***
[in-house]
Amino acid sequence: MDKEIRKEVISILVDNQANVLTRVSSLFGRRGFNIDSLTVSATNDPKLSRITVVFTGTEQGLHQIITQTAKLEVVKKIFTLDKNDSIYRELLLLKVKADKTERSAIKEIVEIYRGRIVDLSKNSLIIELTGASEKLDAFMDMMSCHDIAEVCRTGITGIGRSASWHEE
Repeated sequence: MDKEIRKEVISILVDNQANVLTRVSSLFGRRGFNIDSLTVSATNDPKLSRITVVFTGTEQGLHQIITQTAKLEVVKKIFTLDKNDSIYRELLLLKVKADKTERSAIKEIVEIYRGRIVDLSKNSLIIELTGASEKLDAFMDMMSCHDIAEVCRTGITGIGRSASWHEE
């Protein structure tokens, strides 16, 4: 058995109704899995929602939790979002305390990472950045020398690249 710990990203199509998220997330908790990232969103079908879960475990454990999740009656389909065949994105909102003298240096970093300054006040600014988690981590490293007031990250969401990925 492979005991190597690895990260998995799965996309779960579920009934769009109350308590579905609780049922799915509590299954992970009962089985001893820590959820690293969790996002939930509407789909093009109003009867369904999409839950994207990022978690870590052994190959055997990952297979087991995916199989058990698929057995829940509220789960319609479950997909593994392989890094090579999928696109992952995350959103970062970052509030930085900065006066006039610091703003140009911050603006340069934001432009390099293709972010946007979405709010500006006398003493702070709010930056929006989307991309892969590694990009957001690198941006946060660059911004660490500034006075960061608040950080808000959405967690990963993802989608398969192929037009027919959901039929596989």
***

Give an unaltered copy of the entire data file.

[in-house]
Amino acid sequence: MDKEIRKEVISILVDNQANVLTRVSSLFGRRGFNIDSLTVSATNDPKLSRITVVFTGTEQGLHQIITQTAKLEVVKKIFTLDKNDSIYRELLLLKVKADKTERSAIKEIVEIYRGRIVDLSKNSLIIELTGASEKLDAFMDMMSCHDIAEVCRTGITGIGRSASWHEE
Repeated sequence: MDKEIRKEVISILVDNQANVLTRVSSLFGRRGFNIDSLTVSATNDPKLSRITVVFTGTEQGLHQIITQTAKLEVVKKIFTLDKNDSIYRELLLLKVKADKTERSAIKEIVEIYRGRIVDLSKNSLIIELTGASEKLDAFMDMMSCHDIAEVCRTGITGIGRSASWHEE
């Protein structure tokens, strides 16, 4: 058995109704899995929602939790979002305390990472950045020398690249 710990990203199509998220997330908790990232969103079908879960475990454990999740009656389909065949994105909102003298240096970093300054006040600014988690981590490293007031990250969401990925 492979005991190597690895990260998995799965996309779960579920009934769009109350308590579905609780049922799915509590299954992970009962089985001893820590959820690293969790996002939930509407789909093009109003009867369904999409839950994207990022978690870590052994190959055997990952297979087991995916199989058990698929057995829940509220789960319609479950997909593994392989890094090579999928696109992952995350959103970062970052509030930085900065006066006039610091703003140009911050603006340069934001432009390099293709972010946007979405709010500006006398003493702070709010930056929006989307991309892969590694990009957001690198941006946060660059911004660490500034006075960061608040950080808000959405967690990963993802989608398969192929037009027919959901039929596989």